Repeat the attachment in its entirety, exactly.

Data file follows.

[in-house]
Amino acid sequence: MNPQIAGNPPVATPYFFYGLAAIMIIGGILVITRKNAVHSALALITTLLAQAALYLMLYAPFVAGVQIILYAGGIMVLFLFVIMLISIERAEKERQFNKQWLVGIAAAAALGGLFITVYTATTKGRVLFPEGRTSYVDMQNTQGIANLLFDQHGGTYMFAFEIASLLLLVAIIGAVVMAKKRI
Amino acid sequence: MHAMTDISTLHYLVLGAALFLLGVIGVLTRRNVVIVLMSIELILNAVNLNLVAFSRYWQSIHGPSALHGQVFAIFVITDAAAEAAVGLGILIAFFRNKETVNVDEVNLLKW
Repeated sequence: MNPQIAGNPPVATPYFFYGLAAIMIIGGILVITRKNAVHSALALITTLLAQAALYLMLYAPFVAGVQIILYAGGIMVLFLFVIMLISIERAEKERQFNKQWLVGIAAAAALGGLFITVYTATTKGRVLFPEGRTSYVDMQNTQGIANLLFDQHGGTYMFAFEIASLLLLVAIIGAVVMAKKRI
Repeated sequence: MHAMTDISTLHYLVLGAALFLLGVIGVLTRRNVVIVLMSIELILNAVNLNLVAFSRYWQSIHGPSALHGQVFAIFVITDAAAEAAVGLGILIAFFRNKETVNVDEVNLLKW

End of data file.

[in-house]
Amino acid sequence: MNPQIAGNPPVATPYFFYGLAAIMIIGGILVITRKNAVHSALALITTLLAQAALYLMLYAPFVAGVQIILYAGGIMVLFLFVIMLISIERAEKERQFNKQWLVGIAAAAALGGLFITVYTATTKGRVLFPEGRTSYVDMQNTQGIANLLFDQHGGTYMFAFEIASLLLLVAIIGAVVMAKKRI
Amino acid sequence: MHAMTDISTLHYLVLGAALFLLGVIGVLTRRNVVIVLMSIELILNAVNLNLVAFSRYWQSIHGPSALHGQVFAIFVITDAAAEAAVGLGILIAFFRNKETVNVDEVNLLKW
Repeated sequence: MNPQIAGNPPVATPYFFYGLAAIMIIGGILVITRKNAVHSALALITTLLAQAALYLMLYAPFVAGVQIILYAGGIMVLFLFVIMLISIERAEKERQFNKQWLVGIAAAAALGGLFITVYTATTKGRVLFPEGRTSYVDMQNTQGIANLLFDQHGGTYMFAFEIASLLLLVAIIGAVVMAKKRI
Repeated sequence: MHAMTDISTLHYLVLGAALFLLGVIGVLTRRNVVIVLMSIELILNAVNLNLVAFSRYWQSIHGPSALHGQVFAIFVITDAAAEAAVGLGILIAFFRNKETVNVDEVNLLKW